Joking aside, the cases in German are not that difficult, since most of the time the nouns themselves don't change, only the articles or other determiners. In the Slavic languages, however, the noun itself changes its ending and on top of that, there are more cases. Same for Finnish, Hungarian or many other languages.
When referring to most languages, you write it (using this example) as "La Germana" (short for "The German Language") in esperanto. However, you write it simply as "German" in English. One exception us when referring to esperanto, which is just referred to as "esperanto" because it is not the language of any specific nation or group of people. This is a common problem for beginners, which I still am, but since you received four unhelpful downvotes and no useful response, I wanted make sure you got the answer.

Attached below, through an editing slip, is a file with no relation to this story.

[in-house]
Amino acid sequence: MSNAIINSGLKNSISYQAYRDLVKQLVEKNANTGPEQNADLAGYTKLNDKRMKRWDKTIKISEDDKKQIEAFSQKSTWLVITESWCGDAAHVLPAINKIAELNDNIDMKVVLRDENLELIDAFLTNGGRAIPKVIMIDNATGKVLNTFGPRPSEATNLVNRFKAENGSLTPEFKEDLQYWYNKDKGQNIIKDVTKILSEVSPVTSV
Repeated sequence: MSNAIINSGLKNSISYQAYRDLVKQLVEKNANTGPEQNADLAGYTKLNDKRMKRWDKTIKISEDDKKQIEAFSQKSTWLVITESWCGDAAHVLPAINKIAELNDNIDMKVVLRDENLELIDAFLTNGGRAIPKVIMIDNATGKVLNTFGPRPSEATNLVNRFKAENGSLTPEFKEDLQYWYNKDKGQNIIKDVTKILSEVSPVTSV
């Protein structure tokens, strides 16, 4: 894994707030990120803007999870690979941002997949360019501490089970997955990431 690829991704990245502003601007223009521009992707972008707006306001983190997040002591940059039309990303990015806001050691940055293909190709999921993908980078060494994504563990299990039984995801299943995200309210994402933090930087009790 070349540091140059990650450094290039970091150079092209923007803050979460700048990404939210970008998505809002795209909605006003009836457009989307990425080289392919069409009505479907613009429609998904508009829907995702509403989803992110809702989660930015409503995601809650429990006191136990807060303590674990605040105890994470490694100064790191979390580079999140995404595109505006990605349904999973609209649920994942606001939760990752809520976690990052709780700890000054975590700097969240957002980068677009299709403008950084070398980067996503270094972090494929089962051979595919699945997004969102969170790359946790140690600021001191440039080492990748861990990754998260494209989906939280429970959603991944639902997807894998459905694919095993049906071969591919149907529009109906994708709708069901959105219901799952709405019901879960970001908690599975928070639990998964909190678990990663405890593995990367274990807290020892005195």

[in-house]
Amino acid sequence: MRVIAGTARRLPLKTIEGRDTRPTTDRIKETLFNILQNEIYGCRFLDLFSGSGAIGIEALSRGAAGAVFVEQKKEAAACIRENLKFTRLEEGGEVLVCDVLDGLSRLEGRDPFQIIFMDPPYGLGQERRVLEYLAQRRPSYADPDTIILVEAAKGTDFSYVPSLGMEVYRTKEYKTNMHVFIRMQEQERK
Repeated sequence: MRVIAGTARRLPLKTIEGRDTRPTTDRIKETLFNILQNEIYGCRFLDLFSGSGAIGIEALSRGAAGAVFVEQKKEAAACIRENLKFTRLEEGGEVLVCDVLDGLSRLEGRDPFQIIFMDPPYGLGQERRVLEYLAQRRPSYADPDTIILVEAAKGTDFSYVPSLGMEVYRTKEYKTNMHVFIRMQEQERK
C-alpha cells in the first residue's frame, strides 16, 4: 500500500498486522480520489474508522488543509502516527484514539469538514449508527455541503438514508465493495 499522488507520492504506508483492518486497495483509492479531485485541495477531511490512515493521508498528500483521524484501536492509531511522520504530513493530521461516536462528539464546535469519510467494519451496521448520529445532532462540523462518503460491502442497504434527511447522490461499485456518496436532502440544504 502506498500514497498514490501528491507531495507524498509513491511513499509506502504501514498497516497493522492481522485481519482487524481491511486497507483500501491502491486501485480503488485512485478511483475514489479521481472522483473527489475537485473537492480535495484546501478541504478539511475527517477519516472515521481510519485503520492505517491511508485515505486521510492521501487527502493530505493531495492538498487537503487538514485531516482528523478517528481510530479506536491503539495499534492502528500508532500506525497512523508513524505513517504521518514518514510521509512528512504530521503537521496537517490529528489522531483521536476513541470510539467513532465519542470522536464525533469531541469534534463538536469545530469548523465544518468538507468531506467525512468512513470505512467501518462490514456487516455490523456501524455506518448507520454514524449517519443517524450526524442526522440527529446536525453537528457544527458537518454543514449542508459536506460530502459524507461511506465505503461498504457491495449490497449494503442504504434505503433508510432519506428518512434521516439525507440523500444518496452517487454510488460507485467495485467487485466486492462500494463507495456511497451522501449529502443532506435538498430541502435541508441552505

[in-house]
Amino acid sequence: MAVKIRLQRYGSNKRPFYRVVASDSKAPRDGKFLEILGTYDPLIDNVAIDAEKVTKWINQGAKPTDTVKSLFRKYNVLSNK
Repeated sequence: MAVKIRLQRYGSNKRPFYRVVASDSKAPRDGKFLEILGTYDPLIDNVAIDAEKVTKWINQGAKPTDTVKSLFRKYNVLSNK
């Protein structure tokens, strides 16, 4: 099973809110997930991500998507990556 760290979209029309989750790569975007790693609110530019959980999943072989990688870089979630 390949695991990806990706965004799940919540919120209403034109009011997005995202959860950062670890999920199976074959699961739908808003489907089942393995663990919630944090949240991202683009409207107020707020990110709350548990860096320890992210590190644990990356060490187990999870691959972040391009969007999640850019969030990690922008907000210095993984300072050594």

Just German. If you are using "German" as a noun you don't use an article, because English doesn't use articles with proper names. (If you are using it as an adjective, then it depends on what is being modified. Thus: "The German boy sang a song in German to German Heinrich." "The German boy"; German is an adjective, boy is a noun, boy gets a "the".
"a song"; song is a noun, gets indefinite article "a"
"in German"; German is a proper name and doesn't get an article.
"German Heinrich," German is an adjective, Heinrich is a proper name, so it doesn't get an article.